Yesterday was, as we know, the first Sunday of Advent, the special liturgical season that seems to creep up on us, almost without our realizing it, that liturgical time of joyfully anticipating the birth of Baby Jesus, that little infant whom God the Father sent to mankind as our Redeemer.

Advent is actually the first liturgical season of the Church year, followed by Christmas, Ordinary, Lent, Easter and Ordinary.

Do you know the colors of these seasons (as seen in a priest’s vestments on the Sunday of that season)? We have just experienced the purple color that marks Advent as seen in vestments and the candles on the Advent wreath. Christmas (white and/or gold – purity, joy, light): Ordinary time (green – life, hope and expectancy, anticipation); Lent (purple – penance and sacrifice); Easter (white and/or gold – purity, joy, light) and Ordinary.

How much of what you know about traditions, liturgical seasons and colors, feast days and fast days, and other celebrations in the Catholic Church did you learn as a youngster growing up in your family or in grammar school?

As these special days in the Church come around every year, I look back and realize how very much I did learn from Mom and Dad and from the Dominican nuns in grammar school.

Advent, for example, makes me go back in time to that season and how, growing up, we celebrated it in our home as we always celebrated Catholic feasts and holy days and traditions. I remember learning about the Advent wreath and remember having one on our table and the candles were properly lit every night at dinner. Just as they were lit in church during Mass in Advent.

And the good sisters?   They taught us so many wonderful things – great stories about people, saints, popes, Church celebrations, liturgical traditions. Who doesn’t love a well-told story and some of the nuns were wonderful storytellers and we listened, riveted, to their every word.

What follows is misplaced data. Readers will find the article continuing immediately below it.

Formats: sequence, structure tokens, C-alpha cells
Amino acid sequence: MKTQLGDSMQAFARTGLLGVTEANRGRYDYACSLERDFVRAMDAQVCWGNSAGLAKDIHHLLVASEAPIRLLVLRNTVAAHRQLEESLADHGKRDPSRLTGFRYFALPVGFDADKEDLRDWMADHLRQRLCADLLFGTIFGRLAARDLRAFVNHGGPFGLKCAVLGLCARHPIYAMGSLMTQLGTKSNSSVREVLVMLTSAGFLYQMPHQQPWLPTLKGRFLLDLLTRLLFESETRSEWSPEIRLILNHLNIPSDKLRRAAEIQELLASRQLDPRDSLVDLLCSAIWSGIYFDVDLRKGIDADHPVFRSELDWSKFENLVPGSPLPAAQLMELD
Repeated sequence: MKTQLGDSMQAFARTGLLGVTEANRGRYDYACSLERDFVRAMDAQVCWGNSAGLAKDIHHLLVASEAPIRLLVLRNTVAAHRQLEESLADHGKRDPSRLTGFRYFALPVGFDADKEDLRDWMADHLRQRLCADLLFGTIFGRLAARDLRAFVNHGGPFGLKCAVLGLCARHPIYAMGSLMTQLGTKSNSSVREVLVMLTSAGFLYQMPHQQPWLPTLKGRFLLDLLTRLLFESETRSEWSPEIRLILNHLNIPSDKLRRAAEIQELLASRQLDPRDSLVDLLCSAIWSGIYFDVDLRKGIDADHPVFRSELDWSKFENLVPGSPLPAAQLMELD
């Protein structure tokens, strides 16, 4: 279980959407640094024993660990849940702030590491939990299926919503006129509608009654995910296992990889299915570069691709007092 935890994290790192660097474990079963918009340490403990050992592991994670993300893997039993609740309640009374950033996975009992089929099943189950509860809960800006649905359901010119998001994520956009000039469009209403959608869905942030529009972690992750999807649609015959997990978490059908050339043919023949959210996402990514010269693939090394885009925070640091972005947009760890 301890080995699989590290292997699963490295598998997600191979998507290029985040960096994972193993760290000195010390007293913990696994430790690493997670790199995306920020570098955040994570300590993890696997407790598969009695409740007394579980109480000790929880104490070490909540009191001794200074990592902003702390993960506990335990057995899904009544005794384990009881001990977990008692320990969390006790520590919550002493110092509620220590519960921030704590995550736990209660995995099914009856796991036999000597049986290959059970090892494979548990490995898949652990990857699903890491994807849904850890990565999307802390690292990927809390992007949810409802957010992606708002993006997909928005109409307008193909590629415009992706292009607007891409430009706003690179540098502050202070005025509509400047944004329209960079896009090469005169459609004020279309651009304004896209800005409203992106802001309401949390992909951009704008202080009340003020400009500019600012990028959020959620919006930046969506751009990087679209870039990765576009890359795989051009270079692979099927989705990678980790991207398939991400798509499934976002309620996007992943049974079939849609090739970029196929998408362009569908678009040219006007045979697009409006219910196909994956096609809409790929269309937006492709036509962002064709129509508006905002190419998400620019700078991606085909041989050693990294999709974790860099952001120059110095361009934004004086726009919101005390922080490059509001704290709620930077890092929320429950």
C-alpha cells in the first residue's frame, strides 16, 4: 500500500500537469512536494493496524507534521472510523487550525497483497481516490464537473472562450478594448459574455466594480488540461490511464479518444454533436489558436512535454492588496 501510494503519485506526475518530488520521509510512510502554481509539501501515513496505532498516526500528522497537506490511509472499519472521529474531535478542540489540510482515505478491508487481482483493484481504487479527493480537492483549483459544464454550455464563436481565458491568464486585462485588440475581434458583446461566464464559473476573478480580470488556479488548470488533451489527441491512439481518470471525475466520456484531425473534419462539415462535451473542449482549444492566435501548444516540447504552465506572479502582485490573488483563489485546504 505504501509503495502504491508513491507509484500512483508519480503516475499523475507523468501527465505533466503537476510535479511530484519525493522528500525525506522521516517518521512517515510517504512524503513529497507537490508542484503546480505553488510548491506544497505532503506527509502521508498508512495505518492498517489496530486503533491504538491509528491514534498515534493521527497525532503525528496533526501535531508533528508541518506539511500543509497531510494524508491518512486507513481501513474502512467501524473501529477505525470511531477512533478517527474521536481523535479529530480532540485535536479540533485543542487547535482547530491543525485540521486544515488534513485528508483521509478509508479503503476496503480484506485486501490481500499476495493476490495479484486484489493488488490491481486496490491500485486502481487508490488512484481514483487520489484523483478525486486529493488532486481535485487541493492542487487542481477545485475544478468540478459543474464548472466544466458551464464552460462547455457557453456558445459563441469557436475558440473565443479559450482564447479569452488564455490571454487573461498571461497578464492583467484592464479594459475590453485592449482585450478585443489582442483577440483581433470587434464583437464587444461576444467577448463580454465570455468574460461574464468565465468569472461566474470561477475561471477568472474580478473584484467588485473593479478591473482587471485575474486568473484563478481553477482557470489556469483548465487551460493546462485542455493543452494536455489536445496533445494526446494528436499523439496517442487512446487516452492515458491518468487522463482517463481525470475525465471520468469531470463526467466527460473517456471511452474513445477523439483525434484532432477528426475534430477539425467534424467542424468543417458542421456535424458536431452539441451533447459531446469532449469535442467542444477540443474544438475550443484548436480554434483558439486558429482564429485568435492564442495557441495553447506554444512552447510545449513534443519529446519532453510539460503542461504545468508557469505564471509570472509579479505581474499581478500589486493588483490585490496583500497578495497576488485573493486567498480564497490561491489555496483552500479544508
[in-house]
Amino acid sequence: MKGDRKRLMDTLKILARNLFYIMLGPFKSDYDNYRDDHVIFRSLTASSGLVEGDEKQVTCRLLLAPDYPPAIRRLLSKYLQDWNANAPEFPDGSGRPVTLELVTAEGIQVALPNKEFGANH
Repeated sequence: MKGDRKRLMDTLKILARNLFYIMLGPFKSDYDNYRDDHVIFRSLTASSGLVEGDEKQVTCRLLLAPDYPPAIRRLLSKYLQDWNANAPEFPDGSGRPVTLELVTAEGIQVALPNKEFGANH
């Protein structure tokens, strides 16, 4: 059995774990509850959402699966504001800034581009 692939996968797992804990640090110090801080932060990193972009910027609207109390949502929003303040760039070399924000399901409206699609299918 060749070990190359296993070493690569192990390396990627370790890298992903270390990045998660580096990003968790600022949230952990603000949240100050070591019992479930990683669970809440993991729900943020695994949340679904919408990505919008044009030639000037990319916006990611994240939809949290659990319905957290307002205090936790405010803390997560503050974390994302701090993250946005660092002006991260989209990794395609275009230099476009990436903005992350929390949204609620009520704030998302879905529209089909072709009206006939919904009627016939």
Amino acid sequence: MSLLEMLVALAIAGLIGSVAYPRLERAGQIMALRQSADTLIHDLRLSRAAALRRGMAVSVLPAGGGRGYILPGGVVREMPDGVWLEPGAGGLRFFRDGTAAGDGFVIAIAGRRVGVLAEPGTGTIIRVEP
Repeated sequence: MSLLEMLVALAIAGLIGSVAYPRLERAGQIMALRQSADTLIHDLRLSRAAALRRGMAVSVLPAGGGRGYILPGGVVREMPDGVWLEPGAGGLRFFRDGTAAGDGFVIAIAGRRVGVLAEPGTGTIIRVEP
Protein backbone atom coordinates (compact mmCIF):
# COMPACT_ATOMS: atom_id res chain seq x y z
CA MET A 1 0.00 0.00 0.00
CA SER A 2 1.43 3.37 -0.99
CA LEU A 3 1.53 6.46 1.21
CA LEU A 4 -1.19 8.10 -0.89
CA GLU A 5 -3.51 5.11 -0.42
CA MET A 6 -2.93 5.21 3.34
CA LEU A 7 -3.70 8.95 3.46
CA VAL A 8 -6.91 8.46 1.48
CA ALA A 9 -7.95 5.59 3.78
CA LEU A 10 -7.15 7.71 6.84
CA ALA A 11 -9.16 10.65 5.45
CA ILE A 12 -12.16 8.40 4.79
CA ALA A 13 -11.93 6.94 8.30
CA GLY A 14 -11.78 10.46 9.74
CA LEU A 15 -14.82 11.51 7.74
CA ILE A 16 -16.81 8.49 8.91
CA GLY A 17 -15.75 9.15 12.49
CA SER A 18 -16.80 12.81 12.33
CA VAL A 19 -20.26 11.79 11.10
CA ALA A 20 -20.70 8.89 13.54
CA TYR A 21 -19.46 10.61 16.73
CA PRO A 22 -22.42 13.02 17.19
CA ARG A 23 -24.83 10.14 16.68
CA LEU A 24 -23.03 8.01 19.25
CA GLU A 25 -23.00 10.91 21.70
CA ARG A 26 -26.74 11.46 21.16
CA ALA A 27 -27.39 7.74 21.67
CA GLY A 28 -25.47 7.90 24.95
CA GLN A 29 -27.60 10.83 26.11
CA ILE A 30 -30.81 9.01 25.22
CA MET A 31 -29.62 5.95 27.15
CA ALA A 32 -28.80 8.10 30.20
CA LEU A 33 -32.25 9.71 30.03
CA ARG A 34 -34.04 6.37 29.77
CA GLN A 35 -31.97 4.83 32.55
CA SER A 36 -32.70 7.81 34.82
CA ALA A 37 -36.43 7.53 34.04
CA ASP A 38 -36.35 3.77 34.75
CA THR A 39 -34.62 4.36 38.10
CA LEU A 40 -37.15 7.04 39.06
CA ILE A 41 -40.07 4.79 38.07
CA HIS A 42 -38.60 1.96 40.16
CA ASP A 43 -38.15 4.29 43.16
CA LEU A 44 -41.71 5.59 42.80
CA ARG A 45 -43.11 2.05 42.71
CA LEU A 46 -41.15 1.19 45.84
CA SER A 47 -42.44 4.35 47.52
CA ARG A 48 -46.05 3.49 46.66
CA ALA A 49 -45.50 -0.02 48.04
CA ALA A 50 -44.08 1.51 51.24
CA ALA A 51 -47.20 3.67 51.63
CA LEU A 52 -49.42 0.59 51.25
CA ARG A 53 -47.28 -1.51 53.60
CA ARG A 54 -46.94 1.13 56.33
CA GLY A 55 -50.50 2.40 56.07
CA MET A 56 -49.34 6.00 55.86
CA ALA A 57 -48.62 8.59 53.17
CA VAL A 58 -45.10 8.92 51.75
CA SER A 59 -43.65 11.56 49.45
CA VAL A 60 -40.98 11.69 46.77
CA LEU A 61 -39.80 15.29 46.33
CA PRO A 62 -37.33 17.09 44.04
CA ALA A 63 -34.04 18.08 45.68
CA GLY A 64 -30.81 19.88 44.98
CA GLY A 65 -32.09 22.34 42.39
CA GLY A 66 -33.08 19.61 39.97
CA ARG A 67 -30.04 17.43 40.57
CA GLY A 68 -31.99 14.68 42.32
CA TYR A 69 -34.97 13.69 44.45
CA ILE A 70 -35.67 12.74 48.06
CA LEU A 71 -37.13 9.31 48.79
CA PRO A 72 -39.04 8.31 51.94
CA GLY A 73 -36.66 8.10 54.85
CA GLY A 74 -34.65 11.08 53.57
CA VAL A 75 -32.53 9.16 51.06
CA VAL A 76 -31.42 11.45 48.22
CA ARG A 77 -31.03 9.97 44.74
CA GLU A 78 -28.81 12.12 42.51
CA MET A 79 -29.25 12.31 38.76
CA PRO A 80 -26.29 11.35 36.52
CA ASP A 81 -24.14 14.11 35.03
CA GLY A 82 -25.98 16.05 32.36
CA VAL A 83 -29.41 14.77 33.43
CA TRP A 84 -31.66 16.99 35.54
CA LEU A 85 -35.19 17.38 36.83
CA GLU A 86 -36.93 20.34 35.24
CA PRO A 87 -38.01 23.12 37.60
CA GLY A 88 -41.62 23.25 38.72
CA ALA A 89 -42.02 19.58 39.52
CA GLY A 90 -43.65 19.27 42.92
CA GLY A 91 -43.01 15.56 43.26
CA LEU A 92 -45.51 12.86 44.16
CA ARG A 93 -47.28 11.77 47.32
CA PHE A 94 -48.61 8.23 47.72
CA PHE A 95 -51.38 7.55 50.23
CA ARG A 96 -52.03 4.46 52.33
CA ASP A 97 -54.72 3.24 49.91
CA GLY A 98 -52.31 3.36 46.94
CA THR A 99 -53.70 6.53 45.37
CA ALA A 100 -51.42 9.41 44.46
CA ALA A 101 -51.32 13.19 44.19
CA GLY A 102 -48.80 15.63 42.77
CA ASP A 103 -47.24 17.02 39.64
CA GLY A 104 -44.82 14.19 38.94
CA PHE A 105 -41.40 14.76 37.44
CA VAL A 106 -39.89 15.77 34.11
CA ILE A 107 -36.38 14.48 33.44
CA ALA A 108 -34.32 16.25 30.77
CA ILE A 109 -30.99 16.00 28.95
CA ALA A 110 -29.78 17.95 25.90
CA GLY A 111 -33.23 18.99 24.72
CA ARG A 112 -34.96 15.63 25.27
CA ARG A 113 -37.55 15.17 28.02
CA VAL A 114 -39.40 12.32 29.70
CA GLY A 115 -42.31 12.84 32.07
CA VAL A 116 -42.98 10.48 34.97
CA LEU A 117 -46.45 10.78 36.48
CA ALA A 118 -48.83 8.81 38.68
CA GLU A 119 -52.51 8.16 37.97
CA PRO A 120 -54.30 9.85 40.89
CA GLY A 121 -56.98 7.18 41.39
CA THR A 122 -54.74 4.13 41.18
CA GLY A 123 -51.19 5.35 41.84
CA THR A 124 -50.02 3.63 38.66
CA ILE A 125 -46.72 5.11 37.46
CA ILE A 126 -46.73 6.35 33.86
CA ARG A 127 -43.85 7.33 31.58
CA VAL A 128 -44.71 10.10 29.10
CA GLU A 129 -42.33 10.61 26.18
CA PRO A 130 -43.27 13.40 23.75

Fr. Townsend, who had the children’s Masses every Sunday at St. Edmunds in Oak Park, Illinois, was beyond amazing. He told great stories and always asked questions of us kids but we were OK because the nuns knew what he would talk about on Sunday and prepared us all week so that when Father asked a question, all hands were enthusiastically raised!

And our parents were riveted as well and sometimes asked questions of us after Mass!

I well remember the stories the nuns taught us in grammar school at this time of year – the stories leading up to Jesus’ birth in Bethlehem, the story of Mary and Joseph, of their travels from Nazareth to Bethlehem. It was great to hear their stories and then sing Christmas carols that simply retold those stories!

Above all, the sisters tried to instill in us that the Christmas gift we should most look forward to was Baby Jesus, not some item sitting under the Christmas tree, beautifully wrapped with our name on it!

Many years ago at Christmas, when I worked in a retail store, Moms and Dads would come in to shop, often bringing their children. One day, I asked a youngster who was perhaps 7 or 8, “Are you ready for Christmas?”   When he said, “yes” with a big smile, I then asked: “Are you ready to give or receive?”

It was awesome to watch his face as he pondered the question. He eventually offered with some uncertainty that maybe he was ready for both!   Who knows, maybe he is in the diplomatic corps somewhere today!

It was equally awesome to watch his Mom as she pondered the question as well. Before leaving, in a low voice with a smile, she thanked me for the question, saying it would make interesting dinner conversation!

Advent should be a time when the whole family gets ready, with joy, anticipation and thanksgiving, for the impending birth of Our Savior. The kids should know all the stories by heart.

There are countless ways that parents can impart the faith, the Church’s traditions and prayers, the lives of the saints, so much more. They can tell stories at the dinner table. They can talk about the saint of the day – or the saints that inspired the children’s names (even if, sadly, that does not happen as often today!).  They can encourage their children to ask questions. They an explain liturgical seasons and the colors!

Above all, ask your children if they are ready for Christmas!  To give or receive?

And don’t forget to have an Advent wreath! and maybe make your own Advent calendar!

Wishing you all the joy and prayerful anticipation of this beautiful liturgical season!